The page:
Why country music needs to speak up about gun control - Macleans.ca
 

Why country music needs to speak up about gun control

After the mass shooting at a Las Vegas country music festival, it’s time for the industry’s biggest stars to advocate for better gun control in the United States.


 
LAS VEGAS, NV - OCTOBER 02:  A cowboy hat lays in the street after shots were fired near a country music festival on October 1, 2017 in Las Vegas, Nevada. A gunman has opened fire on a music festival in Las Vegas, leaving at least 20 people dead and more than 100 injured. Police have confirmed that one suspect has been shot. The investigation is ongoing. (Photo by David Becker/Getty Images)

LAS VEGAS, NV – OCTOBER 02: A cowboy hat lays in the street after shots were fired near a country music festival on October 1, 2017 in Las Vegas, Nevada. A gunman has opened fire on a music festival in Las Vegas, leaving at least 20 people dead and more than 100 injured. Police have confirmed that one suspect has been shot. The investigation is ongoing. (Photo by David Becker/Getty Images)

On Saturday night, I filtered into a small hockey arena in Kelowna, B.C., with thousands of people who had driven in from all over to see country music star Miranda Lambert. The guy at security who checked my bag joked about being disappointed that I wasn’t trying to smuggle booze in. I made small talk with the women — and it was pretty much all women — crushed together in front of the merchandise table, eager to spend money they’d saved to pick up some official Lambert swag. The excitement was palpable — we’d come to see a show we’d been anticipating for months, to bask in the talent of an artist whose songs make our everyday lives a little bit better. A young woman I met there, 19-year-old Carson, cried with excitement when she saw Lambert take the stage. We sang every word to every song until the night ended, safely.

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That wouldn’t be the case for so many of my fellow country music fans in Las Vegas the very next night. I woke up to news Monday morning that at least 58 people were killed and more than 400 injured in one of the deadliest mass shootings in United States history. Police believe 64-year-old Stephen Paddock fired hundreds of rounds within minutes from his hotel room window, down into the crowd of attendees at Vegas’s Route 91 Harvest music festival Sunday night.

A 28-year-old woman from Alberta, Jessica Klymchuk, made the trip. So did Jordan McIldoon, 23, of Maple Ridge, B.C. They were killed in the spray of bullets that popped like fireworks as country music’s reigning entertainer of the year, Jason Aldean, finished his outdoor set in Vegas. What was supposed to be a carefree night in Vegas to celebrate country music became a total nightmare.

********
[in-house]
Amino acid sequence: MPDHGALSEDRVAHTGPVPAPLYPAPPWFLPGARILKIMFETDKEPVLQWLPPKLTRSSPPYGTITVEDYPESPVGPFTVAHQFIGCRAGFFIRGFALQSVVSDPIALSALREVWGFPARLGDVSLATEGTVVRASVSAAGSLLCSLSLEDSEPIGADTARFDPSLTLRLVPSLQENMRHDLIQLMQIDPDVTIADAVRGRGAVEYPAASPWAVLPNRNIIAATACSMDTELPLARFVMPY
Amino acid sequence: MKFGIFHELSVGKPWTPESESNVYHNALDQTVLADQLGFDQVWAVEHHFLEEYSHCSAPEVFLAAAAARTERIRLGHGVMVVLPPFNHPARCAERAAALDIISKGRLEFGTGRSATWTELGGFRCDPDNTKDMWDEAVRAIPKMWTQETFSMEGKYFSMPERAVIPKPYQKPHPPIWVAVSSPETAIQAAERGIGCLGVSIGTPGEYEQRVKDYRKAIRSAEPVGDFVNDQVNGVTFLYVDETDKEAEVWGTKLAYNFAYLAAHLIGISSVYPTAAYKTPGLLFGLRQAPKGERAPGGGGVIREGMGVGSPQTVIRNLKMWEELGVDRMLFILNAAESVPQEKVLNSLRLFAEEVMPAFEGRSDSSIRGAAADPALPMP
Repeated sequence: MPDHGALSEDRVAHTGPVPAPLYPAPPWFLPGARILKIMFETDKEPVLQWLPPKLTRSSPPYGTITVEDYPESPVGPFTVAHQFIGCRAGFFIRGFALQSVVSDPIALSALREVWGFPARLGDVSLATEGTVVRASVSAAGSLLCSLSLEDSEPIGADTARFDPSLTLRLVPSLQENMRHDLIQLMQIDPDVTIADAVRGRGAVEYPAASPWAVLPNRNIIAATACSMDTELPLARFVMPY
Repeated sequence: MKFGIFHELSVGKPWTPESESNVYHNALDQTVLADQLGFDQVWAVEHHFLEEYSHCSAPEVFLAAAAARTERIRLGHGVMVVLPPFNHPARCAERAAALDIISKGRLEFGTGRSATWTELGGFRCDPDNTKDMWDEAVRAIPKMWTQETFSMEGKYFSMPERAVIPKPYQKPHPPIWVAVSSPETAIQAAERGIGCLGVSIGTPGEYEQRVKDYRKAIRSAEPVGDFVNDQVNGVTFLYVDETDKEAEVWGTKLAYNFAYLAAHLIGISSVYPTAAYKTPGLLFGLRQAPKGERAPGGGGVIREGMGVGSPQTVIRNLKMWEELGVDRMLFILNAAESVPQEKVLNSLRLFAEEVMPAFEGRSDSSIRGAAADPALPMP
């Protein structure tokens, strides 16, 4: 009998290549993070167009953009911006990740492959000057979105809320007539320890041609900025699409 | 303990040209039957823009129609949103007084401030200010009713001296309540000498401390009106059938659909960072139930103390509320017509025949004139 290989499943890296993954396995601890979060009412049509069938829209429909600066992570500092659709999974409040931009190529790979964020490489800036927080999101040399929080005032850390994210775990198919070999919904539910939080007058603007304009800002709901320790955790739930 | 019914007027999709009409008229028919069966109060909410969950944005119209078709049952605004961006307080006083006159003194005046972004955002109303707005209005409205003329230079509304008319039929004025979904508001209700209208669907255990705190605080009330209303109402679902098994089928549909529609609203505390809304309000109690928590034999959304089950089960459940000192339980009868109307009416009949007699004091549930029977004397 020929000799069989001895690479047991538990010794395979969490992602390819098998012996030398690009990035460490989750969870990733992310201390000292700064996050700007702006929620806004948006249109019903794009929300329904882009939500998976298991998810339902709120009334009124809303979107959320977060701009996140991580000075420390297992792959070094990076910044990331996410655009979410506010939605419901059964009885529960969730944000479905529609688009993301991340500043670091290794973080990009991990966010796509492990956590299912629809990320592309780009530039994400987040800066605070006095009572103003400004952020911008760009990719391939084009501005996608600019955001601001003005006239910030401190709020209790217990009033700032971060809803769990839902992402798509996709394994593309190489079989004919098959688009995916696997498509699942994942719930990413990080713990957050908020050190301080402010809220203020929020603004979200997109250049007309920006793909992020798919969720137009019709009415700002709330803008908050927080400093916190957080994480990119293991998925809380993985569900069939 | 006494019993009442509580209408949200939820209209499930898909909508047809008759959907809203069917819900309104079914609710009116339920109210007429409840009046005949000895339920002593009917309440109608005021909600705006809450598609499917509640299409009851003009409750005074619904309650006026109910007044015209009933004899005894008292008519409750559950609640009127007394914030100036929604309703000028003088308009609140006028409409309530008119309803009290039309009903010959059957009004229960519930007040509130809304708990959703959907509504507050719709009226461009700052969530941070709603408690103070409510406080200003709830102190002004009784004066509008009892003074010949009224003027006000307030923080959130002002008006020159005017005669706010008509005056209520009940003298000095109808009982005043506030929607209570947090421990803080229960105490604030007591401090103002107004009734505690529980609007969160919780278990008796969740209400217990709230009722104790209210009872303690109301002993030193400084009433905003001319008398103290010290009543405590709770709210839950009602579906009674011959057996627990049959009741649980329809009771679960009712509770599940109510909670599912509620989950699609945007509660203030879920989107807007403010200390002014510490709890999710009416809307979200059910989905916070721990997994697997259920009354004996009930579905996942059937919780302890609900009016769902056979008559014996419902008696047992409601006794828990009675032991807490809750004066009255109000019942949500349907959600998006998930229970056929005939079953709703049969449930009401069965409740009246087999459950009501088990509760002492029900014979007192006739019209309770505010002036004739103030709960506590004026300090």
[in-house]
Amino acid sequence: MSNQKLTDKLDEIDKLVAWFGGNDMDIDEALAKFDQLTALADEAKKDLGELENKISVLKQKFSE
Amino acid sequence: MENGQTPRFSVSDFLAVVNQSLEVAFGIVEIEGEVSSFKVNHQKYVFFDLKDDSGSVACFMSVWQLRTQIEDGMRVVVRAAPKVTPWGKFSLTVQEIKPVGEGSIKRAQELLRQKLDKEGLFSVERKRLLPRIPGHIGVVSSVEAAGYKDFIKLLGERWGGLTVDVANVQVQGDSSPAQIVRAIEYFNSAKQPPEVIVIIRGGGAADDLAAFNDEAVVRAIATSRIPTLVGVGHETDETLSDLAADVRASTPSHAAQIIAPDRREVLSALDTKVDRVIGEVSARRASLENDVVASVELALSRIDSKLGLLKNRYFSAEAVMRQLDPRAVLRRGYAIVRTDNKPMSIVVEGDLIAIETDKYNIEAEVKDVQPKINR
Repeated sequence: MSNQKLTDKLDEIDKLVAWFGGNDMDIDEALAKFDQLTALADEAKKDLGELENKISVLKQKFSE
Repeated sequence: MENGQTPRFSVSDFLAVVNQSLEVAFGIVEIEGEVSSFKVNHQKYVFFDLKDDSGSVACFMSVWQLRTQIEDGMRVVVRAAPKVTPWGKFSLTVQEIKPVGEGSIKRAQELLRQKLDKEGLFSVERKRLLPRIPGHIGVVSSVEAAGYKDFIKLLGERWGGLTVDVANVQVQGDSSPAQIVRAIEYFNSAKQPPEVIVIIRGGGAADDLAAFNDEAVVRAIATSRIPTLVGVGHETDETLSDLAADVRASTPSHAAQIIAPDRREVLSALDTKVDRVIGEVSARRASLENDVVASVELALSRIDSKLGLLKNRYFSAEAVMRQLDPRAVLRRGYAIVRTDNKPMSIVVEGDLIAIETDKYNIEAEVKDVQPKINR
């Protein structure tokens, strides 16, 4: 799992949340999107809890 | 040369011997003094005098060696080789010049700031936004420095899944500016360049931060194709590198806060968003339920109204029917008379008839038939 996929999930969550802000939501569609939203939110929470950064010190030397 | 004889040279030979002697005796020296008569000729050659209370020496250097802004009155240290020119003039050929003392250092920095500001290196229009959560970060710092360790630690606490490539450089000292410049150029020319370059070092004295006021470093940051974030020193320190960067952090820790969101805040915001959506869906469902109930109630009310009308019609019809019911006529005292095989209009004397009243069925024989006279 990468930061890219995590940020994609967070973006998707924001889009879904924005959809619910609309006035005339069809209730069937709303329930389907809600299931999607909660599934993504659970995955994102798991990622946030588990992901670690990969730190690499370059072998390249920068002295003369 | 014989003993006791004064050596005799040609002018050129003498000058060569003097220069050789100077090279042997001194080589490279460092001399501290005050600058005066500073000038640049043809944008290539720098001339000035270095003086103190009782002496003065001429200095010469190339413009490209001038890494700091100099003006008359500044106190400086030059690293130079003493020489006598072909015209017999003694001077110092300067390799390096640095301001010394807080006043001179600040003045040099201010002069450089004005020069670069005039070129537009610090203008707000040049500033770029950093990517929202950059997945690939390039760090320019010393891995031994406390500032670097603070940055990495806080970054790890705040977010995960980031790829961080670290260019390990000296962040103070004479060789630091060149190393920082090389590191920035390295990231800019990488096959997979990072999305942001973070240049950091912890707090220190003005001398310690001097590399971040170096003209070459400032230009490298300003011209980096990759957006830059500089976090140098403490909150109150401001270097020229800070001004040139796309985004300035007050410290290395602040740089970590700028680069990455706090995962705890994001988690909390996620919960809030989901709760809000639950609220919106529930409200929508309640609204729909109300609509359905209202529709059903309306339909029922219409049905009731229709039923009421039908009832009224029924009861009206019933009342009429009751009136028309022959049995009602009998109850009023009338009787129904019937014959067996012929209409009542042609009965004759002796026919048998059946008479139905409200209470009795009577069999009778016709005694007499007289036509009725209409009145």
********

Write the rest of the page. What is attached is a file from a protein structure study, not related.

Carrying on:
Since news of the attack broke out, big stars in the music world spoke out in favour of gun control, including Rihanna and Ariana Grande, whose own show in Manchester, England was the target of violence this spring. Aldean — who ran for cover once he realized his audience was under siege — shared a statement on Facebook. “My Thoughts and prayers go out to everyone involved tonight. It hurts my heart that this would happen to anyone who was just coming out to enjoy what should have been a fun night. #heartbroken #stopthehate.”

MORE: After Las Vegas terror, GOP lawmakers hem and haw

Most of the country music world’s reaction to the shooting has stopped well short of advocating gun control, echoing the same call for prayers and anti-hate hashtags. That’s understandable to a point — the nation is in shock and mourning. But while prayers are a welcome sentiment, the silence on weapons control in America speaks to the strength of the industry’s long and inextricable relationship with gun culture.

That relationship is tied up in country music’s deep roots in a certain traditional, conservative vision of America, but it’s also about money. Many country music stars, including Gretchen Wilson, Thomas Rhett and Lambert’s ex-husband, Blake Shelton, have affiliations with the National Rifle Association — the most powerful gun lobby in America. The affiliation helps the artists with their image and popularity in the pro-gun heartland of America, and in turn helps the NRA earn and maintain memberships, which gets them the ear of key lawmakers in Washington.

I’m not saying country musicians or fans should put away their guns for good — I believe there is such a thing as a responsible gun owner. But after the events of Sunday night, it’s time for country music’s biggest superstars to speak out against gun violence and advocate for better gun control — because, as research shows, gun control actually works. Nashville’s superstars have the devotion of so many Trump-supporting, gun-owning Americans — and that audience in Vegas was undoubtedly full of them. Country music’s stars have the perfect platform to help bridge the nation’s ideological divides.

RELATED: How America can change its relationship with guns

And yet, there is every indication that all we’ll get is calls for prayers and healing, and little else — and this doesn’t surprise me in the Trump era. The biggest artists of the genre have been frustratingly silent about mounting racial tensions in the United States. When very few country music stars, apart from Tim McGraw, Kip Moore and Maren Morris, spoke out against the race riots in Charlottesville this summer, Rolling Stone Country attempted to explain the fear: Artists and their labels are still terrified of getting “Dixie Chicked,” a reference to the total shunning of country trio The Dixie Chicks in 2003, after lead singer Natalie Maines said she was ashamed the Iraq-invading president of the United States at the time, George W. Bush, was from Texas. Country radio still has a lot of power in Nashville, despite the rise of music streaming sites.